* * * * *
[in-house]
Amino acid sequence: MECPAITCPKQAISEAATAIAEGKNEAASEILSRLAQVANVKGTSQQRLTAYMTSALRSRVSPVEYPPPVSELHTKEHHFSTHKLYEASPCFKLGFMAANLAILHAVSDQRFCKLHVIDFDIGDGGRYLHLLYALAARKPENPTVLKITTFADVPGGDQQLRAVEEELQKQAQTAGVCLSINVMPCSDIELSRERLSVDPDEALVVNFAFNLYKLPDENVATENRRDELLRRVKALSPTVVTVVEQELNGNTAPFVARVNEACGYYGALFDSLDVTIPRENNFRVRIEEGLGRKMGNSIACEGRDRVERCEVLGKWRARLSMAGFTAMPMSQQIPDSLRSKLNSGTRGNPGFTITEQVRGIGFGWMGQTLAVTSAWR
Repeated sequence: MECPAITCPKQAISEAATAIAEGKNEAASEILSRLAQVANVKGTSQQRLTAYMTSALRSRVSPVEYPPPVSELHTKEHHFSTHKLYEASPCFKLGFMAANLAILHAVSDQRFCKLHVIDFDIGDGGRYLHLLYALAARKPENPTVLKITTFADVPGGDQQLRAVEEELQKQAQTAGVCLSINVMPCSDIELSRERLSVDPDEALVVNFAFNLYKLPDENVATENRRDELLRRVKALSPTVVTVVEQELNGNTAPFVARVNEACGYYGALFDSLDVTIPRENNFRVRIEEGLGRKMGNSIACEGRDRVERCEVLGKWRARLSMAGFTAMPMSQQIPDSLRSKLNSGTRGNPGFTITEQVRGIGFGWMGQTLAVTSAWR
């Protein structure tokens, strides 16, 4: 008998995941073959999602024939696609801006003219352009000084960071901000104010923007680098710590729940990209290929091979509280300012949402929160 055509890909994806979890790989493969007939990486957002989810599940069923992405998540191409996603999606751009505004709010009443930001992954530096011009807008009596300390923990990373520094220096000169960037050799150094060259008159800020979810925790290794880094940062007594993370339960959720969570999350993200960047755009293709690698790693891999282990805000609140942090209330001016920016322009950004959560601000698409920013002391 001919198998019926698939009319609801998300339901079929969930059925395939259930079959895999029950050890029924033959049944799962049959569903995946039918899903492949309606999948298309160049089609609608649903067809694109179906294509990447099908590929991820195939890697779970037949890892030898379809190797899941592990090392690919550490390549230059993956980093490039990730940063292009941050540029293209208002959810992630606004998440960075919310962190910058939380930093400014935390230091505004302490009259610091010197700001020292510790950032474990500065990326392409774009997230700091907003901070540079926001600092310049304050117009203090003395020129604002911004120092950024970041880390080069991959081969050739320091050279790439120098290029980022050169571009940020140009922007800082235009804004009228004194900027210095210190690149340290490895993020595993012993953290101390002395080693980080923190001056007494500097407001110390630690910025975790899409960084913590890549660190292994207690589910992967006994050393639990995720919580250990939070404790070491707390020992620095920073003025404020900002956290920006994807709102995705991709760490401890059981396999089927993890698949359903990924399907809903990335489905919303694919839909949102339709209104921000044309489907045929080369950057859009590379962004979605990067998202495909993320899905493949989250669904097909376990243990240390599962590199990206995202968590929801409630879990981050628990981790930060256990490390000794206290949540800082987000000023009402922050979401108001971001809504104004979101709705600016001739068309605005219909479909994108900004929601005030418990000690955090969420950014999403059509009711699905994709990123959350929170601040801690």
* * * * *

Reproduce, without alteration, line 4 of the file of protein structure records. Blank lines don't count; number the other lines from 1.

């Protein structure tokens, strides 16, 4: 008998995941073959999602024939696609801006003219352009000084960071901000104010923007680098710590729940990209290929091979509280300012949402929160 055509890909994806979890790989493969007939990486957002989810599940069923992405998540191409996603999606751009505004709010009443930001992954530096011009807008009596300390923990990373520094220096000169960037050799150094060259008159800020979810925790290794880094940062007594993370339960959720969570999350993200960047755009293709690698790693891999282990805000609140942090209330001016920016322009950004959560601000698409920013002391 001919198998019926698939009319609801998300339901079929969930059925395939259930079959895999029950050890029924033959049944799962049959569903995946039918899903492949309606999948298309160049089609609608649903067809694109179906294509990447099908590929991820195939890697779970037949890892030898379809190797899941592990090392690919550490390549230059993956980093490039990730940063292009941050540029293209208002959810992630606004998440960075919310962190910058939380930093400014935390230091505004302490009259610091010197700001020292510790950032474990500065990326392409774009997230700091907003901070540079926001600092310049304050117009203090003395020129604002911004120092950024970041880390080069991959081969050739320091050279790439120098290029980022050169571009940020140009922007800082235009804004009228004194900027210095210190690149340290490895993020595993012993953290101390002395080693980080923190001056007494500097407001110390630690910025975790899409960084913590890549660190292994207690589910992967006994050393639990995720919580250990939070404790070491707390020992620095920073003025404020900002956290920006994807709102995705991709760490401890059981396999089927993890698949359903990924399907809903990335489905919303694919839909949102339709209104921000044309489907045929080369950057859009590379962004979605990067998202495909993320899905493949989250669904097909376990243990240390599962590199990206995202968590929801409630879990981050628990981790930060256990490390000794206290949540800082987000000023009402922050979401108001971001809504104004979101709705600016001739068309605005219909479909994108900004929601005030418990000690955090969420950014999403059509009711699905994709990123959350929170601040801690």